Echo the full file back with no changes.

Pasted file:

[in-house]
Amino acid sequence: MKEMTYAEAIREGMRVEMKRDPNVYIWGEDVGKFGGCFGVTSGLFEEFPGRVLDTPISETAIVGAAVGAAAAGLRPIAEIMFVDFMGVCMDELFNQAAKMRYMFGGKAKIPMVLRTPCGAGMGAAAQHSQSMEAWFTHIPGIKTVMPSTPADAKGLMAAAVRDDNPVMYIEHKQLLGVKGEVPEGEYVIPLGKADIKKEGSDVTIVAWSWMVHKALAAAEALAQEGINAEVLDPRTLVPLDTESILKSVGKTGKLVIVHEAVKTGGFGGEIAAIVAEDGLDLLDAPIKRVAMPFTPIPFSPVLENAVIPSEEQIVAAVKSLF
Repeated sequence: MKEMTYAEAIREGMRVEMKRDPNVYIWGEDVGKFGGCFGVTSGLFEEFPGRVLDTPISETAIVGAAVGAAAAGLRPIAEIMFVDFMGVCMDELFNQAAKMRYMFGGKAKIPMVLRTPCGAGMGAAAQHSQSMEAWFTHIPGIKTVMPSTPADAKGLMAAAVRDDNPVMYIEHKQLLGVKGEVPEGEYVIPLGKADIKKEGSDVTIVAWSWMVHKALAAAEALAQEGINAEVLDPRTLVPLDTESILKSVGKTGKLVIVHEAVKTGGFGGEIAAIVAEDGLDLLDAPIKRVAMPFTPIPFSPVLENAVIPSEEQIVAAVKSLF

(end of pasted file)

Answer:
[in-house]
Amino acid sequence: MKEMTYAEAIREGMRVEMKRDPNVYIWGEDVGKFGGCFGVTSGLFEEFPGRVLDTPISETAIVGAAVGAAAAGLRPIAEIMFVDFMGVCMDELFNQAAKMRYMFGGKAKIPMVLRTPCGAGMGAAAQHSQSMEAWFTHIPGIKTVMPSTPADAKGLMAAAVRDDNPVMYIEHKQLLGVKGEVPEGEYVIPLGKADIKKEGSDVTIVAWSWMVHKALAAAEALAQEGINAEVLDPRTLVPLDTESILKSVGKTGKLVIVHEAVKTGGFGGEIAAIVAEDGLDLLDAPIKRVAMPFTPIPFSPVLENAVIPSEEQIVAAVKSLF
Repeated sequence: MKEMTYAEAIREGMRVEMKRDPNVYIWGEDVGKFGGCFGVTSGLFEEFPGRVLDTPISETAIVGAAVGAAAAGLRPIAEIMFVDFMGVCMDELFNQAAKMRYMFGGKAKIPMVLRTPCGAGMGAAAQHSQSMEAWFTHIPGIKTVMPSTPADAKGLMAAAVRDDNPVMYIEHKQLLGVKGEVPEGEYVIPLGKADIKKEGSDVTIVAWSWMVHKALAAAEALAQEGINAEVLDPRTLVPLDTESILKSVGKTGKLVIVHEAVKTGGFGGEIAAIVAEDGLDLLDAPIKRVAMPFTPIPFSPVLENAVIPSEEQIVAAVKSLF